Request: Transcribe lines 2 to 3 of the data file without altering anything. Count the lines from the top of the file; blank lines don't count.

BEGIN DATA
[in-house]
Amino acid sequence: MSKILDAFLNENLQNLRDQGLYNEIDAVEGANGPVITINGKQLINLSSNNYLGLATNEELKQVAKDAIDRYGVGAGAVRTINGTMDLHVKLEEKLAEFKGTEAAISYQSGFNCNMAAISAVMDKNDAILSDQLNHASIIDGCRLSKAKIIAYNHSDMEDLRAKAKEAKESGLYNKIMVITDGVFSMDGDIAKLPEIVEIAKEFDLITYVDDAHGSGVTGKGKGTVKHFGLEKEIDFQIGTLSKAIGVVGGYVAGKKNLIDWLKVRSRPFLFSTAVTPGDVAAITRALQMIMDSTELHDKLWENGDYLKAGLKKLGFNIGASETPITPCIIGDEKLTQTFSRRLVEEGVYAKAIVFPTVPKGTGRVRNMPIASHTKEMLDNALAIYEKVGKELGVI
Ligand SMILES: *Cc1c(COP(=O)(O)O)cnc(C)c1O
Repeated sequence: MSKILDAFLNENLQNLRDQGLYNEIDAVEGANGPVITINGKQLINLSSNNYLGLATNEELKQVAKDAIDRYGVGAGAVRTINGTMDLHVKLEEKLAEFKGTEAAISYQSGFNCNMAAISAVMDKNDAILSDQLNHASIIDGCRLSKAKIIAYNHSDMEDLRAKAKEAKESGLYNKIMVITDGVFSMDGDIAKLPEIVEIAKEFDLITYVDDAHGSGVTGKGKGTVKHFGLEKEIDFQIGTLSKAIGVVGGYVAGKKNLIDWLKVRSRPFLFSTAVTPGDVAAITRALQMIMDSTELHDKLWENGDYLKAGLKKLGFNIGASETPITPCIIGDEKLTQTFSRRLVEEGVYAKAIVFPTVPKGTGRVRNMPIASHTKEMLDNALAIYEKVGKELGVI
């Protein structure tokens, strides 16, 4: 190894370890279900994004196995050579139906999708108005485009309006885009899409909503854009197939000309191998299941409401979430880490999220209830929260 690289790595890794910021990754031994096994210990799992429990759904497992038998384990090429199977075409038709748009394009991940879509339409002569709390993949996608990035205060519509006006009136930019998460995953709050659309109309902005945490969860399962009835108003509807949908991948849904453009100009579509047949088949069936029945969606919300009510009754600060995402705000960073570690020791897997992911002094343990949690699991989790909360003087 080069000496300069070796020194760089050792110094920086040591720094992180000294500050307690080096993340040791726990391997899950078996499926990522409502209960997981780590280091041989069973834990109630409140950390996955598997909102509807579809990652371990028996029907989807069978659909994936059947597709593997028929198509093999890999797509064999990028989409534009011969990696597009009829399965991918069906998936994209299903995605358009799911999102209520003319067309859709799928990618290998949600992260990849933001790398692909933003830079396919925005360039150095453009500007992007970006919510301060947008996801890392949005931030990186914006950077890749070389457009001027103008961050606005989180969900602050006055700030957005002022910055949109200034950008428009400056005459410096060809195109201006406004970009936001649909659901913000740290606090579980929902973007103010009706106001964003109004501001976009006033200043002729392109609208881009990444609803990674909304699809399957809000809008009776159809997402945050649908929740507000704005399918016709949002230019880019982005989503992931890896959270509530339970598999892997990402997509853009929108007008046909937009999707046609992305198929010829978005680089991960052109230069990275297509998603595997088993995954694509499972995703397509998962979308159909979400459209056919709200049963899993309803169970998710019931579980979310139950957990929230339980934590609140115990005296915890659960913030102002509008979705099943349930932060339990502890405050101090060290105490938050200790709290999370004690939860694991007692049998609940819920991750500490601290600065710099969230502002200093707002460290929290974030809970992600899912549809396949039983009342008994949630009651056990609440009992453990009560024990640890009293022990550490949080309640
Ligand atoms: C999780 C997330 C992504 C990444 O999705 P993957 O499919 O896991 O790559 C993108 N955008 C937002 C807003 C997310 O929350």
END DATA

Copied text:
Amino acid sequence: MSKILDAFLNENLQNLRDQGLYNEIDAVEGANGPVITINGKQLINLSSNNYLGLATNEELKQVAKDAIDRYGVGAGAVRTINGTMDLHVKLEEKLAEFKGTEAAISYQSGFNCNMAAISAVMDKNDAILSDQLNHASIIDGCRLSKAKIIAYNHSDMEDLRAKAKEAKESGLYNKIMVITDGVFSMDGDIAKLPEIVEIAKEFDLITYVDDAHGSGVTGKGKGTVKHFGLEKEIDFQIGTLSKAIGVVGGYVAGKKNLIDWLKVRSRPFLFSTAVTPGDVAAITRALQMIMDSTELHDKLWENGDYLKAGLKKLGFNIGASETPITPCIIGDEKLTQTFSRRLVEEGVYAKAIVFPTVPKGTGRVRNMPIASHTKEMLDNALAIYEKVGKELGVI
Ligand SMILES: *Cc1c(COP(=O)(O)O)cnc(C)c1O